Musical notes may be used to conceal a secret message in a way other than by substituting musical notes for letters (as proposed by Thicknesse, for example). There is record of a sheet of music which, when folded in such a way that the bottom portion is laid over the middle to be contiguous with the top portion, reveals a message: "Conceal yourself; your foes look for you."
However, some sources say it was sent to Charles II after the Battle of Worcester (1651), while others say it was sent to Charles Edward (Jacobites' Charles III) after the Battle of Culloden (1745). Moreover, there are two different versions of hiding the message in musical notes.
A facsimile is catalogued in WorldCat and Google and is given a date 1830. But it does not identify the recipient.
tonybaloney presents a sheet of music said to have been sent to Charles II by a loyalist lady.
It is made to look like a song set to words of loyalty:
"Tho I scorn to fawn or flatter yet my heart is ever true all inconcious of the matter you reject a prize
your due take me try me when you will faithful you will find me still."
However, folding the sheet such that curls attached to the stem of the notes on the top staff meet those for the bottom staff reveals a warning message:
"Conceal yourself. Your foes look for you."
A short article "Secret Message Sent to a King" in Times Dispatch on 8 May 1904 reports what "is supposed to have been the original secret communication" sent to Charles II at Boscobel after the Battle of Worcester was put on auction but was withdrawn. During the English Civil War, Charles II met a disastrous defeat at the Battle of Worcester in September 1651 and the king stayed in Boscobel for some time before he eventually fled to France.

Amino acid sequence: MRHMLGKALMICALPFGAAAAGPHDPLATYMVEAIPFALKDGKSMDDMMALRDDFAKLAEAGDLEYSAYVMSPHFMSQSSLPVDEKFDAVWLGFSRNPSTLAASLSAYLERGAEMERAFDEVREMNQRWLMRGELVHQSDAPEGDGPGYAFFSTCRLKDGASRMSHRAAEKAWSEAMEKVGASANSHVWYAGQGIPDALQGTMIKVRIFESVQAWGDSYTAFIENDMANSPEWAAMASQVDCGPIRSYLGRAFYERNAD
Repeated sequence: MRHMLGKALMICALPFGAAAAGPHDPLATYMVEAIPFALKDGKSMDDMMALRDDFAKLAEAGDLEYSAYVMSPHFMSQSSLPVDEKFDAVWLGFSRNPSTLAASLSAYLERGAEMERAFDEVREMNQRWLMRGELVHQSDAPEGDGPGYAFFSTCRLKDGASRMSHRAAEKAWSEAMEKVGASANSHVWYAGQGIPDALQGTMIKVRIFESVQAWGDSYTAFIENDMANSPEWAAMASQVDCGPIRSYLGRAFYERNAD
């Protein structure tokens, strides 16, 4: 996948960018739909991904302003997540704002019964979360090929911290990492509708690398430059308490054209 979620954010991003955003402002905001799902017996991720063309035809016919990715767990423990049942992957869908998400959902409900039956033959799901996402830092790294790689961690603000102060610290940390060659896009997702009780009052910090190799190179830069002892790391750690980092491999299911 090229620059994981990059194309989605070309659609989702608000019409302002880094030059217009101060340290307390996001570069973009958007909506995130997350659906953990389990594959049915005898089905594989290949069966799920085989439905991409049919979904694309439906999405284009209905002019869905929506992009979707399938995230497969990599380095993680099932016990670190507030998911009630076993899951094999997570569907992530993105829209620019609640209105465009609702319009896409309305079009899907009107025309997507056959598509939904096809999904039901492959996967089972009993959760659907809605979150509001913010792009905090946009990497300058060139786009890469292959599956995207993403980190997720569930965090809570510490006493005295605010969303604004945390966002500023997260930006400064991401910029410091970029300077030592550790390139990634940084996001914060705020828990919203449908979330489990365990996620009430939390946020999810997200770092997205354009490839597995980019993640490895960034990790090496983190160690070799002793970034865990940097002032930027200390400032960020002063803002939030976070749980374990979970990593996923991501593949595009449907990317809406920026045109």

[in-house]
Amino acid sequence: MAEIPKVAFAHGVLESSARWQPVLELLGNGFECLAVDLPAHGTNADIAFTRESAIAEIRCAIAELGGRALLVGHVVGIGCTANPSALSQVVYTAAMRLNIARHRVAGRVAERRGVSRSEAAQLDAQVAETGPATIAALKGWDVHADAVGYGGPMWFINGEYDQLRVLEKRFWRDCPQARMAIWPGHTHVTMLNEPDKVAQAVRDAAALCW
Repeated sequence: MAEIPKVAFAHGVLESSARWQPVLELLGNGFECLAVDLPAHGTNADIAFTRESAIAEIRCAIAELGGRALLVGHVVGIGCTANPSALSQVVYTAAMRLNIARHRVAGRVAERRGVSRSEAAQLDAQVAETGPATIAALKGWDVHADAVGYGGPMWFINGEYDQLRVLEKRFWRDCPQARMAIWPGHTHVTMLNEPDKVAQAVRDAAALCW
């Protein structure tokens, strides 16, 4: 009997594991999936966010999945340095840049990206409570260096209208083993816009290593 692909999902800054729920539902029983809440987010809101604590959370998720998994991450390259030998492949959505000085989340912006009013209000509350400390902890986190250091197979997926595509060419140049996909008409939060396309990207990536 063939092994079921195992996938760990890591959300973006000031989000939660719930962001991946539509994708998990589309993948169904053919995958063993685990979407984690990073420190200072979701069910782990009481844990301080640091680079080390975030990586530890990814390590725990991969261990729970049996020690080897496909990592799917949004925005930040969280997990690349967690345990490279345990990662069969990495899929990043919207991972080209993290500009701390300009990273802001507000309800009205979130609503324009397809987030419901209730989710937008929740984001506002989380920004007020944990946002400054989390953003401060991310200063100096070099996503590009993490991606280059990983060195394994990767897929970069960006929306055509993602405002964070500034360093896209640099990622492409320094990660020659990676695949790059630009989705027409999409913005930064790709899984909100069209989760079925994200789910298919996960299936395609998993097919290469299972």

Proceedings of the Dorset Natural History and Antiquarian Field Club (1921) (Internet Archive), vol.XLI, p.xxxvi, has a report about the provenance of this musical cryptograph.
W. W. Rouse Ball, Mathematical Recreations and Essays (1892 1st ed.,1914 6th ed.) (Internet Archive, p.402) prints the following version and says it was sent to Charles Edward, the Jacobites' Charles III, after his defeat in the Battle of Culloden in 1745. Although the previous version is to be folded such that the second line of the lower staff is aligned with the fourth line of the upper staff, this version is to be folded such that the fourth line (labelled "C" below) of the lower staff is alinged with the fourth line (again labelled "C" below) of the upper staff.
This item appears to have had attention around 1890.
The Archivist (Google), vol.I, no.4 (1888) reports the Stuart Exhibition being then held in London. But the "two lines of music" (No.995) is said to have been sent to Prince Charles Edward and the item was lent by Col. Macpherson of Cluny. The catalogue of the Exhibition is found at Google.
The item lent by Macpherson is cataloged as No. 565 in the archaeological collection (Google, Google).
The Royalist (Google), vol.1 (April 1890-April 1891), p.139 also mentions the item in the context with Colonel Macpherson of Cluny and Culloden.